O.K., all you land-lubbers—time to take a canoe trip on the Rivanna River, Saturday, May 6. Paddle downstream and view sites that Mr. Jefferson roamed when they were just plantations, river birch groves and a woolen mill. Put-ins at both Crofton Point (Palmyra) and James River (Scottsville). Parents, call to register with your children (12 and over only, please). $25-40, 9:30am-2pm. 970-3260. www.charlottesville.org.

music

The only thing better than jazz in a club is jazz on the Lawn. Bring a blanket and enjoy some sunshine Wednesday, May 3, as the jazz ensembles at UVA hold a concert on the steps of Old Cabell Hall. Under the direction of Peter Spaar, Mike Rosensky and Jeff Decker, student groups perform works by John Coltrane, Miles Davis, Sun Ra and Charlie Parker. Free, 3pm. Lower Lawn at Old Cabell Hall, UVA. 238-6918.

Like his idols Bob Wills and Hank Williams, Merle Haggard has drawn from country, jazz, blues and folk. In the process, he’s developed a gravel-voiced country sound like no other. Throughout his 40-year career, due to his own rough and tumble life (ask him about San Quentin, if you dare), he’s been the working man’s champion. Don’t miss the real
deal Wednesday, May 3, at the Pavilion. $22-41.50.
1-877-CPAV-TIX or www.charlottesvillepavilion.com.music

In the ’90s, Boston acoustic guitar wizard Patty Larkin was hailed as
a leading voice of the Lilith era—but she was a folk icon long before that. The
constantly evolving Larkin resides where Beck meets Richard Thompson; where
Beth Orton intersects with Guy Clark; and most recently, where Me’shell Ndegeocello melds with Bob Dylan.
Enjoy Larkin’s incisive songwriting style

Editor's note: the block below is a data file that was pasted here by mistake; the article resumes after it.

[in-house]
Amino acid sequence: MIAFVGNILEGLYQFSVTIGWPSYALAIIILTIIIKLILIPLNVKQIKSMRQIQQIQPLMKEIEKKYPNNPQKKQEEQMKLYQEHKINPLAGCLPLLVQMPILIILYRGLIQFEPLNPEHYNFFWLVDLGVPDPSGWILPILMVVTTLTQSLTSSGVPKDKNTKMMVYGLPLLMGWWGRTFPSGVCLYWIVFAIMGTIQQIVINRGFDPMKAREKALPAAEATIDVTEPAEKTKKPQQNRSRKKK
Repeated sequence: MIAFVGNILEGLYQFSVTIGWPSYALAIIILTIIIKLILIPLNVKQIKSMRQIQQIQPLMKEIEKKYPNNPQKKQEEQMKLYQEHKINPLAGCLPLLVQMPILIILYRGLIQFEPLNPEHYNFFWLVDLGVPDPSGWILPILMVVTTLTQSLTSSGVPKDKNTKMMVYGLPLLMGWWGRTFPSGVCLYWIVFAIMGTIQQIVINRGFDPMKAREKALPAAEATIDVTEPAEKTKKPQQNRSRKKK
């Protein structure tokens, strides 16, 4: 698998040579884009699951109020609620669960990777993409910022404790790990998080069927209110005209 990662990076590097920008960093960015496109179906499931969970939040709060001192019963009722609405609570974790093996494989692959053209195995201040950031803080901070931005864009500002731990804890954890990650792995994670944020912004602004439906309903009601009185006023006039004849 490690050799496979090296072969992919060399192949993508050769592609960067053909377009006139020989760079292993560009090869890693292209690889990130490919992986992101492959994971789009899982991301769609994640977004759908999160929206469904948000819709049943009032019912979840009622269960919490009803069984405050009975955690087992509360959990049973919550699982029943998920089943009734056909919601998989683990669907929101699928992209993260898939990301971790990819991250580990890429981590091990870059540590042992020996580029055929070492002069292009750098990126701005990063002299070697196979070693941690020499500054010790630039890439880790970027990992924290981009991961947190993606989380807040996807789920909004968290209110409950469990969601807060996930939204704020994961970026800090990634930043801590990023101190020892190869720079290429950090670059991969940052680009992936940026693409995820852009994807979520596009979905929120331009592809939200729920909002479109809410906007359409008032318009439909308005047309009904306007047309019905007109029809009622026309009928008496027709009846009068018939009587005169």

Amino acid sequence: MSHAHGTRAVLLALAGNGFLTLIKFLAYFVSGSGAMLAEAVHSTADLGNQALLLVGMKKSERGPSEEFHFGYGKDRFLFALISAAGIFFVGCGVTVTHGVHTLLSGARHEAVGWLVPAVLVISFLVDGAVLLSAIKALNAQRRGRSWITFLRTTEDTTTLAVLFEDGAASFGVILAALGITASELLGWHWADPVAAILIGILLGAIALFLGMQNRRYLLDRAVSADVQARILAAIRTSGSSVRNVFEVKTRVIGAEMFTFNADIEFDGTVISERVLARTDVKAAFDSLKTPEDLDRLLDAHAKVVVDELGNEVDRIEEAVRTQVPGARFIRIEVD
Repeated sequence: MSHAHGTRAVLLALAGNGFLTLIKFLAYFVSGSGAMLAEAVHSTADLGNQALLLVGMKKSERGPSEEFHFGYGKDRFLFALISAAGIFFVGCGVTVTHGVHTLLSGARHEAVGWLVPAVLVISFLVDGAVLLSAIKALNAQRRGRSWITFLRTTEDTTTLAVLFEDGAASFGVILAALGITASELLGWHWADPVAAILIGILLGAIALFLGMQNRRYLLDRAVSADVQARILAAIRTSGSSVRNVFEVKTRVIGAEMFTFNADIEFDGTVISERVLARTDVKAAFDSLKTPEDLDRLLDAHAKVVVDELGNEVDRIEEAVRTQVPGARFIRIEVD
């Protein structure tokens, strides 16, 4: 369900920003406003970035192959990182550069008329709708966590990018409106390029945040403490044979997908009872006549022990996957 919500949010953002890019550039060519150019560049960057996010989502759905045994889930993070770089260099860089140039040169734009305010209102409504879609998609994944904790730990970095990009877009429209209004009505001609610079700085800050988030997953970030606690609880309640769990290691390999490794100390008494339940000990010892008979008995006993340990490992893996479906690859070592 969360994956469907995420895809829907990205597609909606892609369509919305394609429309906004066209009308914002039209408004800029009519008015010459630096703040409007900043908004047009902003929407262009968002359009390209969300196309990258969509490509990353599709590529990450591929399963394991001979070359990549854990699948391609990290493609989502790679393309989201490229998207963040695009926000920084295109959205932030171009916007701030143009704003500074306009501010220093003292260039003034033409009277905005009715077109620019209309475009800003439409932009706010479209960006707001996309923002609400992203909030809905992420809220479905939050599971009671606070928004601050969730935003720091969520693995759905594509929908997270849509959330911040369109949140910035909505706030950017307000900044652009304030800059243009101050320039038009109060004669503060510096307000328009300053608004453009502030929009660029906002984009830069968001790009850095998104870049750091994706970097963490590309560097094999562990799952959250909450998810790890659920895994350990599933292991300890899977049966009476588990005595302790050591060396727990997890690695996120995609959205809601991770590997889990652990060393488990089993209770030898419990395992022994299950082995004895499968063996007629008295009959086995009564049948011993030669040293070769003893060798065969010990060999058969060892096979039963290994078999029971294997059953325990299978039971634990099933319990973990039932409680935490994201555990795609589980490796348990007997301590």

at The Gravity Lounge Sunday May 7. 7pm, $15-20. 103 S. First St. 977-5590. www.gravity-lounge.com.

get listed
Fax: 434-817-2758
E-mail: getoutnow@c-ville.com
art@c-ville.com
classes@c-ville.com
dance@c-ville.com
film@c-ville.com
kids@c-ville.com
music@c-ville.com
outdoors@c-ville.com
stage@c-ville.com
words@c-ville.com
or
C-VILLE Weekly
106 E. Main St.
Charlottesville, VA 22902
Deadline:
5pm on Tuesday one week
prior to publication.
Include date, time, venue (with street address),
price, contact information including phone number, and a brief description of your event, class or workshop.

High resolution, good quality photos are strongly encouraged.

Posted In:     Arts

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A selective guide to what’s coming up

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Soko’s evolution

Our comments system is designed to foster a lively debate of ideas, offer a forum for the exchange of ad hoc information, and solicit honest, respectful feedback about the work we do. We’re glad you’re participating. Here are a few simple rules to follow, which should be relatively straightforward.

1) Don’t call people names or accuse them of things you cannot support.
2) Don’t direct foul language, racial slurs, or offensive terms at other commenters or our staff.
3) Don’t use the discussion on our site for commercial (or shameless personal) promotion.

We reserve the right to remove posts and ban commenters who violate any of the rules listed above, or the spirit of the discussion. We’re trying to create a safe space for a wide range of people to express themselves, and we believe that goal can only be achieved through thoughtful, sensitive editorial control.

If you have questions or comments about our policies or about a specific post, please send an e-mail to editor@c-ville.com.